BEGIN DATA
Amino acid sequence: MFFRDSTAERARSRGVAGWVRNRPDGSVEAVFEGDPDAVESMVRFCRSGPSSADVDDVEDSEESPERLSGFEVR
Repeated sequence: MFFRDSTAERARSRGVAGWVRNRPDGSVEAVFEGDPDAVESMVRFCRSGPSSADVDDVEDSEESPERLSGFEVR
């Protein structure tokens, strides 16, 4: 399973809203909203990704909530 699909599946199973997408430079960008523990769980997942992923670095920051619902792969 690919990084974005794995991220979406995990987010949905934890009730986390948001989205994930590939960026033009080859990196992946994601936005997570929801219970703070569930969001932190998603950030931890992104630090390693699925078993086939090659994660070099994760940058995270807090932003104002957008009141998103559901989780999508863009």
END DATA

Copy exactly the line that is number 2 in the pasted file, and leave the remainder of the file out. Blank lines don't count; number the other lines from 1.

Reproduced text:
Repeated sequence: MFFRDSTAERARSRGVAGWVRNRPDGSVEAVFEGDPDAVESMVRFCRSGPSSADVDDVEDSEESPERLSGFEVR